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In part one of this series, we talked about the plight of the traditional infographic and highlighted why marketers have soured quite a bit on the genre. In this follow up post, the second in a series of three, we provide top tips on how to create a video infographic (great example from a Columbus Day presentation above) that engages your audience, drives traffic, and sparks social shares.
But let’s take a step back for a moment. Fundamentally, there is little difference between a static and animated video infographic; they both have the same objective: to inform your audience about particular topic through the use of data. In other words, teach folks something new and of value, simply.
The measurement also differs. It’s never quite clear how much of a static infographic was read or retained. With videos, we can track the number of views, the number of completions and even where the falloff is along the way. We assume that completion implies a higher degree of engagement. So how do we get there?
The first priority is speed of engagement – the opening scenes and content will determine the success of your video. Much like he does when shopping for a house, the viewer will make a decision within 10 seconds – about whether to keep watching.
The second priority is sustained engagement, achieved through pace and tempo. Keep it snappy, don’t repeat yourself, don’t dwell on any one point for too long, and try to add a bit of humor if the topic allows. Keep providing the viewer with a steady flood of new information. A boring vid could lead to a negative brand association.
Finally – keep it short. The rule of thumb for marketing videos is… 2 minutes or less. How do you get more people to finish he video? End it sooner! More important, at the end of the video you want the audience jazzed enough to share it… and this gets progressively more difficult after the 2-minute mark, even for a great video.
These requirements force you the videomaker to be laser focused on which data points matter and what key points you really want to make. Remember, people retain 95% of a message when they watch it on video, compared to 10% when they just read text.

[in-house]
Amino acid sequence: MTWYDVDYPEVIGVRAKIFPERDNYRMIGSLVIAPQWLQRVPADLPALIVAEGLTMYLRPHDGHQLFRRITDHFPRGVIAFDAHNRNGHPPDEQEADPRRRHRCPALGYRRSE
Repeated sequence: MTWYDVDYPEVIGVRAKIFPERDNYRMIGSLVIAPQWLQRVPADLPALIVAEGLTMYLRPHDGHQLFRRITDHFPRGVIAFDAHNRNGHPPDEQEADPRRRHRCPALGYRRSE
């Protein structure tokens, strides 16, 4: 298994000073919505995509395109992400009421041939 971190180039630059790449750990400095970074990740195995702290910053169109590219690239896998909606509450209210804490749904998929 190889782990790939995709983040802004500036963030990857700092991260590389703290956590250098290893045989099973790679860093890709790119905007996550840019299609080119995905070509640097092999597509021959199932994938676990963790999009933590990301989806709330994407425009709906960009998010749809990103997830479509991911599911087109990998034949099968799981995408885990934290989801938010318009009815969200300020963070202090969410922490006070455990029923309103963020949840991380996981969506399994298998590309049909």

Here are some practical tips:
➢ No data, no story! The first step is to choose a very specific topic and gather as much data as possible. Infographics are only as good as the data you use. So, if you’re using external, third-party data then be sure to double-check that it’s valid and to also check the sources. Proprietary data is much more powerful. Don’t forget to credit all your sources in the video. This proves the credibility of your data and offers the audience the interactive opportunity to dig a little deeper.
Facts are not the only source of data. Social media monitoring tools can help you analyze sentiment, volumes or key trends about a particular topic. Sharing this type of insight-based content can help position your brand as a thought leader. Original market research is also very compelling.
➢ Got the data, but what’s the story? So, you’ve got your data… now what?! Raw data on its own – even in the most beautiful visual representation – will not engage your audience. It’s the story behind the data.
Analyze the data to identify a trend, key insights, or something unusual or counterintuitive. Translate numbers into meaningful insights for your audience. Otherwise they’ll just switch off. We like the word “extract”. Extract an interesting story from the data. Once the “story” has been identified, use the facts and data to support your points and to validate your conclusions.
➢ The telling of the story What does this mean in practical terms? Hard-hitting material, for instance, might be told with a fast pace, bold musical counterpoints, an aggressive voiceover style (if a narrator is used) and sudden transitions between images. Dreamy material, on the other hand, might warrant a slower pace, gentler music, calmer narration and softer transitions between scenes.
Sketching this out on paper, whether in the form of a storyboard, timeline or other representation, will not only save you time on actual production … it will also provide a check on length. If your “preproduction” deliverable looks too long, consider going back and editing some material out before you begin production.
➢ The Production The best video infographics use content-appropriate visuals and effects to support the meaning of the data. For example, if a piece of information is about the relative size of Earth and the sun, use perspective and camera movements to accentuate the message you want to convey (Earth is tiny). Or if it’s a company reporting about their environmental track record, scenes can be created to illustrate the data, such as wind farms if the company invested in renewable energy.
The joy of video is the ability to not only use visual imagery, movement, effects, sound, music, etc. all at the same time – but to create an interplay between them. “Rich media” is not a gift, it’s a potential that must be fulfilled by the video maker. To fulfil this potential, it’s important to view animated infographics as videos first, rather than as a series of charts or a PowerPoint presentation.
Once your video infographic is completed, you can publish it on GoAnimate and embed it on your site. You can also export to YouTube and other sharing sites in Full HD quality video, or simply download the mp4 directly. We also offer numerous one-click sharing options to major social networks and online marketing platforms.
So, if you publish infographics and want to stand out from the crowd, you really should be moving to animated video infographics.